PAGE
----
Aug 2, 1961 - Europe 1961    No Comments

Paris, Day 2

We slept until 9 o’clock, had breakfast in our room and about 10:30 struck out with the Earlys. They met some friends from Dallas near the hotel on the Madelaine – the Ed Reeds – who will be in Baden Baden when we are.

Today we tackled the bus – from the Opera to the Pont Neuf – it was easy. We wanted to do the Ile de la CiteThe Île de la Cité (French pronunciation: il də la site) is one of two remaining natural islands in the Seine within the city of Paris. It is the center of Paris and the location where the medieval city was refounded. on foot and on our own. So we walked from one end to the other – went through St. Chapelle – which is hard to find but lovely when you do. Then – Notre Dame – I was unprepared for its elegance & beauty even tho’ I’d read so much. It is magnificent. Jeannette walked the 287 steps Interestingly, I found references to the '300 steps' to see the gargoyles, 'nearly 400 steps' and '383 steps'. I guess by the time you get to the top, you lose count! up to the level of the gargoyles but we couldn’t make it. Harry want to buy a candle and light it for the Tiltons – so we did and then walked across to the Left Bank and looked at the boats, stalls and bought cards. We wandered down the street to Place Maubert – past all sorts of food and drink shops. Sat and had an aperitif on the square – I had Pernod/perˈnō/ Noun An anise-flavored liqueur. out of curiosity – it’s like absinthe – & I won’t do that again.

We went to a restaurant behind Les Invalides, Chez les Anges, for lunch – again had a wonderful steak – and wine of course. Harry is a hog about the wine and we’ve developed a taste. However, this restaurant served water!

We met at the Place de Pyramides the tour to Versailles. Our guide had to direct in German & English & was the peppiest cutest one imaginable. It’s about 15 miles to Versailles and the drive & weather were both pretty. Versailles is quite a large town & has some lovely houses, gardens, avenues lined with trees. But Versailles was most impressive – we walked through several rooms & then in the gardens but oh – our feet were hurting. It was most memorable tho’ – very well worth it.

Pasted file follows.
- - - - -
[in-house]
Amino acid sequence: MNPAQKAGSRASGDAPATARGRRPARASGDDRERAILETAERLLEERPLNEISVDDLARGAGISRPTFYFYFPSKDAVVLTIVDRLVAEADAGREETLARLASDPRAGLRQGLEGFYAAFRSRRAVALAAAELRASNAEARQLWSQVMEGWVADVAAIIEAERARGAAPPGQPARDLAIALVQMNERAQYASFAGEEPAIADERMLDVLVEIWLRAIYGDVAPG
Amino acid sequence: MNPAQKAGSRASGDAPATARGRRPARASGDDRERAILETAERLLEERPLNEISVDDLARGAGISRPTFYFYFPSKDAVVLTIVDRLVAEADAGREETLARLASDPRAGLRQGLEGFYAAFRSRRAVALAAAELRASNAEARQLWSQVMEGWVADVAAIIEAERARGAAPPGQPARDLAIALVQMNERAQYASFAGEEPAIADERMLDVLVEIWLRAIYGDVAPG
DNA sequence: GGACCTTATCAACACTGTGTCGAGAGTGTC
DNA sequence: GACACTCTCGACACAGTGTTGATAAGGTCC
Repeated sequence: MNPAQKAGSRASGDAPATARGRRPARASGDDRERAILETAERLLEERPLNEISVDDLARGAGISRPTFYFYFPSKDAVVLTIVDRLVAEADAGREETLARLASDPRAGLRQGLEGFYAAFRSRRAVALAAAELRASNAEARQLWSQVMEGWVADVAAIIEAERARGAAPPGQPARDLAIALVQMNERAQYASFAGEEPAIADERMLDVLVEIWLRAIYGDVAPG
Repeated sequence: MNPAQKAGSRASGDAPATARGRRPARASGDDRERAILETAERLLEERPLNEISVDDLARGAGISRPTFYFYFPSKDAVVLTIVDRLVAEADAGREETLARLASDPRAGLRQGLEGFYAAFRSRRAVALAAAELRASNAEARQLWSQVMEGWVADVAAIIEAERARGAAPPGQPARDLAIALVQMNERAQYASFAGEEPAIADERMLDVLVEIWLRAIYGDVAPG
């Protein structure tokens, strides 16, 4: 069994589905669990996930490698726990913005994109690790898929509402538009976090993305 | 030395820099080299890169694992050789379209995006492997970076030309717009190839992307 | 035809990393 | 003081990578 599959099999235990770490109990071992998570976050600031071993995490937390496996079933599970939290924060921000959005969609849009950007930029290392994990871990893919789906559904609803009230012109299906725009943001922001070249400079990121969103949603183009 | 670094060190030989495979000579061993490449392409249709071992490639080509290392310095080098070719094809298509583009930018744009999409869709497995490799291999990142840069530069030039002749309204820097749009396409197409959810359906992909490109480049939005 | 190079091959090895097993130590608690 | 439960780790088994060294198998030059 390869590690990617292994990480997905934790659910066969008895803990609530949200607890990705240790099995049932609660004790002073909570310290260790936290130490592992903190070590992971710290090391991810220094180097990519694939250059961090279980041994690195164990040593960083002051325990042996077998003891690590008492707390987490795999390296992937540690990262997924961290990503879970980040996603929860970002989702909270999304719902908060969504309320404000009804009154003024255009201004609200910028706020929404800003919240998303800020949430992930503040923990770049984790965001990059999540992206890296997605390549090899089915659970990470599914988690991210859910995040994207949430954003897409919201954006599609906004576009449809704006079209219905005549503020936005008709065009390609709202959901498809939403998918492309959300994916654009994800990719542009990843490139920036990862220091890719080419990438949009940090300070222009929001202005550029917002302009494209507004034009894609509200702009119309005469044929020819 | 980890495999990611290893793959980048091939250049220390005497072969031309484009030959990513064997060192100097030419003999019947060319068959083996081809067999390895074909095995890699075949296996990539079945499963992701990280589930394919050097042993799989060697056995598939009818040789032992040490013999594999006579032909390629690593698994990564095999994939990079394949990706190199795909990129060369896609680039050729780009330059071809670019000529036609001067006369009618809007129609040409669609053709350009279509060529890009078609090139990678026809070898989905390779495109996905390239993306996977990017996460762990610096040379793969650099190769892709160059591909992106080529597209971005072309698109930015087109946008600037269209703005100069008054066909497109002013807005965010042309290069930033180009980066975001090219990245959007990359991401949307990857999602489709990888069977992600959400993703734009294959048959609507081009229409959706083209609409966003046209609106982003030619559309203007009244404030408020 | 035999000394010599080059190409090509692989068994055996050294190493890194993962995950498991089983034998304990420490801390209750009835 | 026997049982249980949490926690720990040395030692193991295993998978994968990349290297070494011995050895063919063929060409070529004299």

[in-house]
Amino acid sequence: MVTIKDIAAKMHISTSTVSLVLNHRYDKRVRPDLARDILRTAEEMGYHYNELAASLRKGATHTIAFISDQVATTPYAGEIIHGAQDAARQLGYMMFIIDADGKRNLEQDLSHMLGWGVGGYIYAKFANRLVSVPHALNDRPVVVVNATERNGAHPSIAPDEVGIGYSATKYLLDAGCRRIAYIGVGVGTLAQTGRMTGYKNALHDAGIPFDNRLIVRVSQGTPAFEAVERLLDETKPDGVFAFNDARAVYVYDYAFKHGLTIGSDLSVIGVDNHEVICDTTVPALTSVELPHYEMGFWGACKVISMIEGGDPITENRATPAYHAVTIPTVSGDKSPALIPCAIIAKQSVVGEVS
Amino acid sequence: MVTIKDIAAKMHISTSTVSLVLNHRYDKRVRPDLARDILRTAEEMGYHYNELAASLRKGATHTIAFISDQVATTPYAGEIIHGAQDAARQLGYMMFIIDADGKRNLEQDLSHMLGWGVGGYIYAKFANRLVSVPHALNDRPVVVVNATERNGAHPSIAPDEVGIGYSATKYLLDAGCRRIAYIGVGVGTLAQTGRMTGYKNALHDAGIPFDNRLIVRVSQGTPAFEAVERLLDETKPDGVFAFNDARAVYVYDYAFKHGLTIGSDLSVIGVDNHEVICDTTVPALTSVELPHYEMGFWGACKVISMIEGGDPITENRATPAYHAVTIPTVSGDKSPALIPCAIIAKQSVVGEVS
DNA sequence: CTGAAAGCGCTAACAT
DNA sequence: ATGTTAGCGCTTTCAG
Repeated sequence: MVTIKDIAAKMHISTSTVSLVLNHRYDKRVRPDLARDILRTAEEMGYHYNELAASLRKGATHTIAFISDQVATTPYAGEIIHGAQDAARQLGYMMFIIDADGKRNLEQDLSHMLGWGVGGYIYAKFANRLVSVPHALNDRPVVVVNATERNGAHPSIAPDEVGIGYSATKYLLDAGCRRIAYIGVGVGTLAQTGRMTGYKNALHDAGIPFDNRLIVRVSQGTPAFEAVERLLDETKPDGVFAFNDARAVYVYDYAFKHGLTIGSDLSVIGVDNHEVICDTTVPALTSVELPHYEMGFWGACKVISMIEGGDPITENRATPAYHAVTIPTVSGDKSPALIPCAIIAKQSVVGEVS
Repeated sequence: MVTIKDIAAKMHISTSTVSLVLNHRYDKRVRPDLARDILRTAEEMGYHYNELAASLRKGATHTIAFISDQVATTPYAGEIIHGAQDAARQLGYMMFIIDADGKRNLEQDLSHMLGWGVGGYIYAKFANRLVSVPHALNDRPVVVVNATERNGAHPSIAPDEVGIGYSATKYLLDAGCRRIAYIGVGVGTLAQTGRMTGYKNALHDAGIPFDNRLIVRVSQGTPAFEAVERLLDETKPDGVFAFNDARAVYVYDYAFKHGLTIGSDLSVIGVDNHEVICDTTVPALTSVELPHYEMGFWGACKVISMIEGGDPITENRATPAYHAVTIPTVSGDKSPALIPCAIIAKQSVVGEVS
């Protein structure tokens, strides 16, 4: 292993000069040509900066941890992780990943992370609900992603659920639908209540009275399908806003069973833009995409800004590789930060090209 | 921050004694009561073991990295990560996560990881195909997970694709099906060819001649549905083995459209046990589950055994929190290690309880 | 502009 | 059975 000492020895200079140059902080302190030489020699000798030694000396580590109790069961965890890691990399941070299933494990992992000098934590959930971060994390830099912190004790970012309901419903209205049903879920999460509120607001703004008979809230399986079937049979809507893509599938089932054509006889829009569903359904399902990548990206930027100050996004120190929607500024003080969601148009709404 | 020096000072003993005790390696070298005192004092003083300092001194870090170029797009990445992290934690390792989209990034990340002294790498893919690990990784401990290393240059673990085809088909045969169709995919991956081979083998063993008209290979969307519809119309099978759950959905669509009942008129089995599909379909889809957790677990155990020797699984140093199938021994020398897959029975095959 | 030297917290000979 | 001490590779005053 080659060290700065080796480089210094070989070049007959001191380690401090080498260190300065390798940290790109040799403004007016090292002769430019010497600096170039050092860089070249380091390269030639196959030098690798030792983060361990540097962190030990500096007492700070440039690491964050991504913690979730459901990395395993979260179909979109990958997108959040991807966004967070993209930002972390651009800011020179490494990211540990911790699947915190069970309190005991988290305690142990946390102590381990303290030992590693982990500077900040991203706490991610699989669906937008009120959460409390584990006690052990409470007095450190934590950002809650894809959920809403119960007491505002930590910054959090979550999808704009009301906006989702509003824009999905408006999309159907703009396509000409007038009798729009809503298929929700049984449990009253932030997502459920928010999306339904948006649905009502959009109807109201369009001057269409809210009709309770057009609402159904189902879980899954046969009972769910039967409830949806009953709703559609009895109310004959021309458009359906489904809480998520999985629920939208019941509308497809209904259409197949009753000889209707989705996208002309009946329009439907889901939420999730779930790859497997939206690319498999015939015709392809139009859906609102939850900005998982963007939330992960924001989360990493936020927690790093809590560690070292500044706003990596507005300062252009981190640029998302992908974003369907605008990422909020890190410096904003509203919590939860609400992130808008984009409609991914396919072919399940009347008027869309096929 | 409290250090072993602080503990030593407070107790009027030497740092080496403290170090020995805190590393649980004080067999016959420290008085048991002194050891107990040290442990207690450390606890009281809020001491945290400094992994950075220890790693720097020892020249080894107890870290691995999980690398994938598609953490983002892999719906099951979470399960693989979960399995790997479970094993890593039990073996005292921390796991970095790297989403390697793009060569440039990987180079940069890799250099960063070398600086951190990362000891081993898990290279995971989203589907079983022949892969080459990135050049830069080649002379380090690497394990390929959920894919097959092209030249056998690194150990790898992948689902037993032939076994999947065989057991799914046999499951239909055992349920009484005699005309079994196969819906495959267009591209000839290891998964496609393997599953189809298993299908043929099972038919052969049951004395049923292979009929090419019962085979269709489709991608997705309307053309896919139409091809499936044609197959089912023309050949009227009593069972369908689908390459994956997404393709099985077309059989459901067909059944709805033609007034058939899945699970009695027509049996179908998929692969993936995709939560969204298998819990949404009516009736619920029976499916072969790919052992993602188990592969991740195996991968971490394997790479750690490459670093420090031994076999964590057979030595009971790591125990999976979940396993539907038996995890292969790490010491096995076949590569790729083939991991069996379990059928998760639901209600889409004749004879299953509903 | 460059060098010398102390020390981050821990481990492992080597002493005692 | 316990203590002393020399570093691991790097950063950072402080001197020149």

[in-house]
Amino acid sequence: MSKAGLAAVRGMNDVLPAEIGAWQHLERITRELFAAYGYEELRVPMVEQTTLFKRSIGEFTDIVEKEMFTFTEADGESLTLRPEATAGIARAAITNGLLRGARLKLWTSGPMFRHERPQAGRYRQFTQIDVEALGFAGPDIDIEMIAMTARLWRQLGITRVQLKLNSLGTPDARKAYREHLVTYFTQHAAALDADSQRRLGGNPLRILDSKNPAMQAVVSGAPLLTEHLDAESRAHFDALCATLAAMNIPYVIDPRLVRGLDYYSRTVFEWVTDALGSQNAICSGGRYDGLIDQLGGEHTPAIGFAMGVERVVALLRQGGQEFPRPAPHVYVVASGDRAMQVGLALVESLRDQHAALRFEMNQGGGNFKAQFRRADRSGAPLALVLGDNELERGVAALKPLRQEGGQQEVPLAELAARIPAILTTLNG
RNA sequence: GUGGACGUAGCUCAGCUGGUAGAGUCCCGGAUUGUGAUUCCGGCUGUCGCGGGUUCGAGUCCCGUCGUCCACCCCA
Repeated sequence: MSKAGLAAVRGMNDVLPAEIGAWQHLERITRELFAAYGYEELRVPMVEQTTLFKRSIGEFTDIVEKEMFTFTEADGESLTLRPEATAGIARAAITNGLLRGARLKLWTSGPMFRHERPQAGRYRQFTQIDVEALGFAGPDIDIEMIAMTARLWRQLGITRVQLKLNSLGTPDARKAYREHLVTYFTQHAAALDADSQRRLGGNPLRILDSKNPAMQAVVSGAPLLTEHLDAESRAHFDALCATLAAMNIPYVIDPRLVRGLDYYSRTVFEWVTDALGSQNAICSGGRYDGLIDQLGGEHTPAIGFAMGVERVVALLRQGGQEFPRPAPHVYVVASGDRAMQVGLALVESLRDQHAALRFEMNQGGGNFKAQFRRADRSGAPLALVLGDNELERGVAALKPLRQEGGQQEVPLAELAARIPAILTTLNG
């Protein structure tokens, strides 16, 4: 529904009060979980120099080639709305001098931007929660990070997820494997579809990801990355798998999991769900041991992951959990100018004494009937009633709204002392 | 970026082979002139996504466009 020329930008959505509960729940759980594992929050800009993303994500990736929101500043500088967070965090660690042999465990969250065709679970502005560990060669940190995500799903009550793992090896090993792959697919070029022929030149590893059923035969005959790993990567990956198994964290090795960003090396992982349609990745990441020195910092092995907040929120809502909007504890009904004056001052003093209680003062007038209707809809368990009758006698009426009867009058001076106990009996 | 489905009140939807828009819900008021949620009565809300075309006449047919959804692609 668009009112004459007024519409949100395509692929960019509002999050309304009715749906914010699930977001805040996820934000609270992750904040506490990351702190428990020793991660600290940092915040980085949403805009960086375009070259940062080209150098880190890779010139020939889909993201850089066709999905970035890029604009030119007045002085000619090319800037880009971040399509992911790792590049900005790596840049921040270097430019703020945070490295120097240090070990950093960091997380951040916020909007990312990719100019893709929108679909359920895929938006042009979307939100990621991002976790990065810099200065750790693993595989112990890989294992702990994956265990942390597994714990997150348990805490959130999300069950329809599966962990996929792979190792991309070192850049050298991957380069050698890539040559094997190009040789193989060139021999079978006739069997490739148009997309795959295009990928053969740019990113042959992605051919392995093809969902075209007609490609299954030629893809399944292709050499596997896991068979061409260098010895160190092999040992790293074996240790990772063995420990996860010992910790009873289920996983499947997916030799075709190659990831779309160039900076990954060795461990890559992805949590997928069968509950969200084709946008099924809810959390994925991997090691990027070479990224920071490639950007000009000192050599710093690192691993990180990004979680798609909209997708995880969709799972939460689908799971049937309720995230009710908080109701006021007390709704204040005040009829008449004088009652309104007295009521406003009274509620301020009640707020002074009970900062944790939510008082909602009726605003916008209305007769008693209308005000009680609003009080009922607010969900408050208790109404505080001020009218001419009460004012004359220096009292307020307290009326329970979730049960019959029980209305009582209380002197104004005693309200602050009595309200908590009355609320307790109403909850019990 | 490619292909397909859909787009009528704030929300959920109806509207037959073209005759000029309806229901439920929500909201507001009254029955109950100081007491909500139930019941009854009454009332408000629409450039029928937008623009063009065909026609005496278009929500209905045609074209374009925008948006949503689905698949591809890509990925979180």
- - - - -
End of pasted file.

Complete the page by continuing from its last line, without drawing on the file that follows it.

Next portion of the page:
Upon returning, Harry and I went to the flower market at the Madelaine & picked out a bouquet for Mrs. Abeel. At the hotel when trying to arrange for them to be put in her room, we learned that, sure enough, they’d cancelled her room with bath. Harry stewed and argued & we finally moved out of our own and into hers.

We met the Earlys at les Deux Magots (St. Germain-de-Pru) – which Bill Abeel had recommended & had several apertifs. I was determined to go for dinner where there was French music and a chanteuseA female singer; often specifically a popular or cabaret singer. So turned and asked a girl at the next table. She spoke no English but gave me 2 names of places. The first was closed – many places are for August – the second had gendarmes, machine guns, paddy wagons & we thought the Tunisians were at it againThis probably referred to the Bizerte Crisis, which occurred in July 1961 when Tunisia imposed a blockade on the French naval base at Bizerte, Tunisia, hoping to force its evacuation. The crisis culminated in a three-day battle between French and Tunisian forces that left some 630 Tunisians and 24 French dead and eventually led to France ceding the city and naval base to Tunisia in 1963.. But all calmed down & we entered the cave – night club – Le Grand Severin. It was small but elegant. There was music and chanteurs (all Negro), and a tiny dance floor.

I started talking to the people at the next table & they helped us order and were tres amiable all night. The men kissed our hands when we left. We had another excellent meal with wine and were very festive. Harry and I had some kind of fowl in sauce – delicious, but A & J had kebabs and some very tasty rice. My desert was strawberries Alaska – also good. Came back to the hotel in a cab and found Mrs. Abeel already settled. It was so good to see her. We then woke Hugh up & while he dressed I went on down to the sidewalk cafe. I began talking to a young man to prove to Harry I could do all right on my own. The man was from Greece, spoke no English but we conversed in French. He was scared out of his wits when Harry and Hugh joined us but bravely stayed and we had a grand time.

Harry insisted I go on to bed while he & Hugh walked to Cafe de la Paix. He came in much later just delighted with himself – they had had two propositions.

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